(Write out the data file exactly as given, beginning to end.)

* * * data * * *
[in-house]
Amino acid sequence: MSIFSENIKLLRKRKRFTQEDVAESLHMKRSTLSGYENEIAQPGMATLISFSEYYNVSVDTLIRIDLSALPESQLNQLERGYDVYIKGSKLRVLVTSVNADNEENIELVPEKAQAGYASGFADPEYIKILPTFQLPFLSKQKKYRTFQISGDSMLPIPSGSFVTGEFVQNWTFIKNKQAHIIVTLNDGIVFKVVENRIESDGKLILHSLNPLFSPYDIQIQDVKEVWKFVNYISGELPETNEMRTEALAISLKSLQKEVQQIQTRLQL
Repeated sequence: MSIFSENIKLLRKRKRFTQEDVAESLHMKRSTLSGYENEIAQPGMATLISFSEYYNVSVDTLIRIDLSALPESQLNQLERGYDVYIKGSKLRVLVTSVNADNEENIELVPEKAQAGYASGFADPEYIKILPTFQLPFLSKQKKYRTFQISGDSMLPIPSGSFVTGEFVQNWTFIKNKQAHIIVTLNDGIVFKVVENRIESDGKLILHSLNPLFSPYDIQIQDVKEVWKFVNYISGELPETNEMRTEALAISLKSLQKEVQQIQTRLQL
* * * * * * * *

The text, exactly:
[in-house]
Amino acid sequence: MSIFSENIKLLRKRKRFTQEDVAESLHMKRSTLSGYENEIAQPGMATLISFSEYYNVSVDTLIRIDLSALPESQLNQLERGYDVYIKGSKLRVLVTSVNADNEENIELVPEKAQAGYASGFADPEYIKILPTFQLPFLSKQKKYRTFQISGDSMLPIPSGSFVTGEFVQNWTFIKNKQAHIIVTLNDGIVFKVVENRIESDGKLILHSLNPLFSPYDIQIQDVKEVWKFVNYISGELPETNEMRTEALAISLKSLQKEVQQIQTRLQL
Repeated sequence: MSIFSENIKLLRKRKRFTQEDVAESLHMKRSTLSGYENEIAQPGMATLISFSEYYNVSVDTLIRIDLSALPESQLNQLERGYDVYIKGSKLRVLVTSVNADNEENIELVPEKAQAGYASGFADPEYIKILPTFQLPFLSKQKKYRTFQISGDSMLPIPSGSFVTGEFVQNWTFIKNKQAHIIVTLNDGIVFKVVENRIESDGKLILHSLNPLFSPYDIQIQDVKEVWKFVNYISGELPETNEMRTEALAISLKSLQKEVQQIQTRLQL